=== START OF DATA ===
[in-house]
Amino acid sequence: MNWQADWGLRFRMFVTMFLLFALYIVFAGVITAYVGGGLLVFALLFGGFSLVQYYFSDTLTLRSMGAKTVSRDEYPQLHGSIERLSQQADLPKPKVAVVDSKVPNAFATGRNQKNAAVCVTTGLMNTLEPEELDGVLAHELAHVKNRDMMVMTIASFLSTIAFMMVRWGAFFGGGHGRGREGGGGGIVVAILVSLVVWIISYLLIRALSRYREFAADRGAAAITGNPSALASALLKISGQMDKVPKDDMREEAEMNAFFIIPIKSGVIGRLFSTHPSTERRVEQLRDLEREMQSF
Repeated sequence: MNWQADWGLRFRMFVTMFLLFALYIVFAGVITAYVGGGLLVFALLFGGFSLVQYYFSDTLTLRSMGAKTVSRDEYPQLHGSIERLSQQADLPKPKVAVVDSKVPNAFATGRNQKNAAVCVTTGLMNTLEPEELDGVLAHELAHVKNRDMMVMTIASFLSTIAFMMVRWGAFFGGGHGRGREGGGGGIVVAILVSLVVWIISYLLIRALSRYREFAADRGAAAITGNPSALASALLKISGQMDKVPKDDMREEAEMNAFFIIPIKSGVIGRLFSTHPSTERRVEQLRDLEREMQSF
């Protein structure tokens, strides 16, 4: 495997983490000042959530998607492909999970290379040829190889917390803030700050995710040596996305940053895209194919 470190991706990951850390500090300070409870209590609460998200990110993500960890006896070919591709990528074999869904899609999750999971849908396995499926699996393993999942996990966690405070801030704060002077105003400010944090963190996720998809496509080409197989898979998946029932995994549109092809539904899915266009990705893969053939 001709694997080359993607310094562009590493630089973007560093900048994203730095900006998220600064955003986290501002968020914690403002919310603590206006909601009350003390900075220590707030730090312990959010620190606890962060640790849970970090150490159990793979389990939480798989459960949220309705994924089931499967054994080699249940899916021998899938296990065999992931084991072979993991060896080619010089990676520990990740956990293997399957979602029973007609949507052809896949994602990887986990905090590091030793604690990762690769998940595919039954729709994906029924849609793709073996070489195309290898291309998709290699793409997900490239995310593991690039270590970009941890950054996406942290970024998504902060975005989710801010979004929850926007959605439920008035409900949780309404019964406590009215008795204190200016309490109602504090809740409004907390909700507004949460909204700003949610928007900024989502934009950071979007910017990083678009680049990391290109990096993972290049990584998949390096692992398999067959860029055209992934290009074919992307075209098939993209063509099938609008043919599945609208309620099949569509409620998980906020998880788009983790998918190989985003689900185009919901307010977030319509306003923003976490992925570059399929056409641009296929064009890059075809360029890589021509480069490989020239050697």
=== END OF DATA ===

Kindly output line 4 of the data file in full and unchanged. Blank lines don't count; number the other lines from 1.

């Protein structure tokens, strides 16, 4: 495997983490000042959530998607492909999970290379040829190889917390803030700050995710040596996305940053895209194919 470190991706990951850390500090300070409870209590609460998200990110993500960890006896070919591709990528074999869904899609999750999971849908396995499926699996393993999942996990966690405070801030704060002077105003400010944090963190996720998809496509080409197989898979998946029932995994549109092809539904899915266009990705893969053939 001709694997080359993607310094562009590493630089973007560093900048994203730095900006998220600064955003986290501002968020914690403002919310603590206006909601009350003390900075220590707030730090312990959010620190606890962060640790849970970090150490159990793979389990939480798989459960949220309705994924089931499967054994080699249940899916021998899938296990065999992931084991072979993991060896080619010089990676520990990740956990293997399957979602029973007609949507052809896949994602990887986990905090590091030793604690990762690769998940595919039954729709994906029924849609793709073996070489195309290898291309998709290699793409997900490239995310593991690039270590970009941890950054996406942290970024998504902060975005989710801010979004929850926007959605439920008035409900949780309404019964406590009215008795204190200016309490109602504090809740409004907390909700507004949460909204700003949610928007900024989502934009950071979007910017990083678009680049990391290109990096993972290049990584998949390096692992398999067959860029055209992934290009074919992307075209098939993209063509099938609008043919599945609208309620099949569509409620998980906020998880788009983790998918190989985003689900185009919901307010977030319509306003923003976490992925570059399929056409641009296929064009890059075809360029890589021509480069490989020239050697």